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Measurement of ecological niche of Quercus aliena and Q. serrata under environmental factors treatments and its meaning to ecological distribution
Measurement of ecological niche of Quercus aliena and Q. serrata under environmental factors treatments and its meaning to ecological distribution
Journal of Ecology and Environment. 2012. Sep, 35(3): 227-234
Copyright ©2012, The Ecological Society of Korea
This is an Open Access article distributed under the terms of the Creative Commons Attribution Non-Commercial License (http://creativecommons. org/licenses/by-nc/3.0/) which permits unrestricted non-commercial use, distribution, and reproduction in any medium, provided the original work is properly cited.
  • Received : June 13, 2012
  • Accepted : July 04, 2012
  • Published : September 01, 2012
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About the Authors
Seung-Hyuk Lee
Young-Han You
youeco21@kongju.ac.kr

Abstract
Quercus aliena and Q. serrata are both occur as natural vegetation alongside natural freshwater bodies of the southern Korea Peninsula. Q. serrata dominates over Q. aliena as secondary forest vegetation in the present day. In order to explain these natural distributional traits of the oak species, we conducted some experiments with oak seedlings which treated with major important environmental resources, including light, moisture and nutrients, under controlled conditions. We then measured the ecological niche breadths and overlap from 15 eco-morphological characteristics. The ecological niche breadth of Q. aliena and Q. serrata were higher in terms of the nutrient factor applied, but was lower terms of light. The niche breadth of Q. serrata was wider than that of Q. aliena in light and moisture exposure. On the other hand, the niche breadth of Q. aliena was similar with that of Q. serrata in terms of the nutrient factor applied. These results imply that Q. serrata has a broader ecological distribution in over a wider variety of light and moisture environments than that of Q. alien . Ecological niche overlap between two oak species was the widest in terms of the light treatment factor applied, and narrowest in terms of moisture. This response pattern was also verified by cluster and principle component analysis. These results suggest competitive interactions between Q. serrata and Q. aliena seedlings may be higher for light resources than moisture or nutrient resources, and that Q. serrata is more shade tolerant than Q. aliena .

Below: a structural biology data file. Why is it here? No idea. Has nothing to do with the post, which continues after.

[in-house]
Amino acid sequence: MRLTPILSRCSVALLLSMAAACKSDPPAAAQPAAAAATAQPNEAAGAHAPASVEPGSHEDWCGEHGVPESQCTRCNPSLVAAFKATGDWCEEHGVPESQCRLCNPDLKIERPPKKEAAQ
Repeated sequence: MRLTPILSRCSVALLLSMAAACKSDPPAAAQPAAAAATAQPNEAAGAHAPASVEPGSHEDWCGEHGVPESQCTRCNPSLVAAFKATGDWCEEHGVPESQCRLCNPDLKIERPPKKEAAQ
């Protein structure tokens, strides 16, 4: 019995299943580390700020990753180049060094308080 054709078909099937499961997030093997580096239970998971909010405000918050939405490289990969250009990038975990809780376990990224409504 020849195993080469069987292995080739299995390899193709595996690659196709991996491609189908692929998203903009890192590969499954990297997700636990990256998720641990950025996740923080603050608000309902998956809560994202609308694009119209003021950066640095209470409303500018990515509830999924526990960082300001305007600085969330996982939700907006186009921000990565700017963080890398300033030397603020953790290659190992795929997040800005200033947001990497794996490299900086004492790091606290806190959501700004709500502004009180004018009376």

Keywords
INTRODUCTION
Ecological niche had been introduced by Grinnell (1917) who interpreted it as the ultimate distributional unit of a species in a spatial sense. Later, the ecological niche was used explaining the niche functional aspects when describing an organism’s place in its biotic environment in connection with its nutrition (Elton 1927). Hutchinson (1957) reported that niche is the sum of all the environmental factors acting on the organism, a region of an n-dimensional hypervolume. Ecological niche was also defined as the functional role or status of the organism within its community and ecosystem resulting from the organism’s structural adaptations, physiological responses, and specific behavior (Odum 1969).
Ecological niche has been divided into two categories, ecological niche breadth and ecological niche overlap. The niche breadth of a given species and for a given parameter is the range of environmental tolerance between the maximum and minimum of that parameter, under which the species may survive. It is the scope of tolerance and is dependent on the response of a species to the environmental factor which it describes. Species with small niche breadths refer to species with narrower distributions within nature, and smaller sizes of populations. whereas an organism with a larger niche breadth refers to its wider range in nature and larger size of populations owing to its adaptability to changing environments (Pianka 1983).
Ecological niche overlap means a similar response to an environmental factor or the utilization of the same natural resource by two or more species, and because competition intensity increases with higher niche overlap (Schoener 1970, Hanski 1978, Hulbert 1978, Yimin et al. 2006), intra- or interspecific competitions can be estimated and compared by ecological niche overlap (Abrams 1980).